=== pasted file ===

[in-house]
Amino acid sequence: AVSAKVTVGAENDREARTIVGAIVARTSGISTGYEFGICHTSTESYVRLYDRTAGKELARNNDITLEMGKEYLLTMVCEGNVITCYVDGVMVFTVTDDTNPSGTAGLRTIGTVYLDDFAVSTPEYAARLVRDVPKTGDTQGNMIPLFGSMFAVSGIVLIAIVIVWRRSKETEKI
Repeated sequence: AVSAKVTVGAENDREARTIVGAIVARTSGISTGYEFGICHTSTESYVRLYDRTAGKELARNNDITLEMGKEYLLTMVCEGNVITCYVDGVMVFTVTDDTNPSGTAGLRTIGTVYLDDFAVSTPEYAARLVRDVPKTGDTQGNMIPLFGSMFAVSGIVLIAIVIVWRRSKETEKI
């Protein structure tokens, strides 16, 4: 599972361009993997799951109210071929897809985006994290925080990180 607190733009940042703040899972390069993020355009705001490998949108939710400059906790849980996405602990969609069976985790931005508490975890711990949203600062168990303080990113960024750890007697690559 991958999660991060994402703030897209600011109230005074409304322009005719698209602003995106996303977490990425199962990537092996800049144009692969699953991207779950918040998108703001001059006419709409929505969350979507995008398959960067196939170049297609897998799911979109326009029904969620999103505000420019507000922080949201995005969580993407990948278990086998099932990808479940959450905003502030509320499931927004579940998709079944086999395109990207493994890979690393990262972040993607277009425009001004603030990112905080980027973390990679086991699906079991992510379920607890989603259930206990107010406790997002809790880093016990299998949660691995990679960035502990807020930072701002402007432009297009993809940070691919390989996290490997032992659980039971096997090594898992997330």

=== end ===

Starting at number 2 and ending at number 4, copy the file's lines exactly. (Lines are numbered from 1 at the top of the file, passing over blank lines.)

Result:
Amino acid sequence: AVSAKVTVGAENDREARTIVGAIVARTSGISTGYEFGICHTSTESYVRLYDRTAGKELARNNDITLEMGKEYLLTMVCEGNVITCYVDGVMVFTVTDDTNPSGTAGLRTIGTVYLDDFAVSTPEYAARLVRDVPKTGDTQGNMIPLFGSMFAVSGIVLIAIVIVWRRSKETEKI
Repeated sequence: AVSAKVTVGAENDREARTIVGAIVARTSGISTGYEFGICHTSTESYVRLYDRTAGKELARNNDITLEMGKEYLLTMVCEGNVITCYVDGVMVFTVTDDTNPSGTAGLRTIGTVYLDDFAVSTPEYAARLVRDVPKTGDTQGNMIPLFGSMFAVSGIVLIAIVIVWRRSKETEKI
């Protein structure tokens, strides 16, 4: 599972361009993997799951109210071929897809985006994290925080990180 607190733009940042703040899972390069993020355009705001490998949108939710400059906790849980996405602990969609069976985790931005508490975890711990949203600062168990303080990113960024750890007697690559 991958999660991060994402703030897209600011109230005074409304322009005719698209602003995106996303977490990425199962990537092996800049144009692969699953991207779950918040998108703001001059006419709409929505969350979507995008398959960067196939170049297609897998799911979109326009029904969620999103505000420019507000922080949201995005969580993407990948278990086998099932990808479940959450905003502030509320499931927004579940998709079944086999395109990207493994890979690393990262972040993607277009425009001004603030990112905080980027973390990679086991699906079991992510379920607890989603259930206990107010406790997002809790880093016990299998949660691995990679960035502990807020930072701002402007432009297009993809940070691919390989996290490997032992659980039971096997090594898992997330």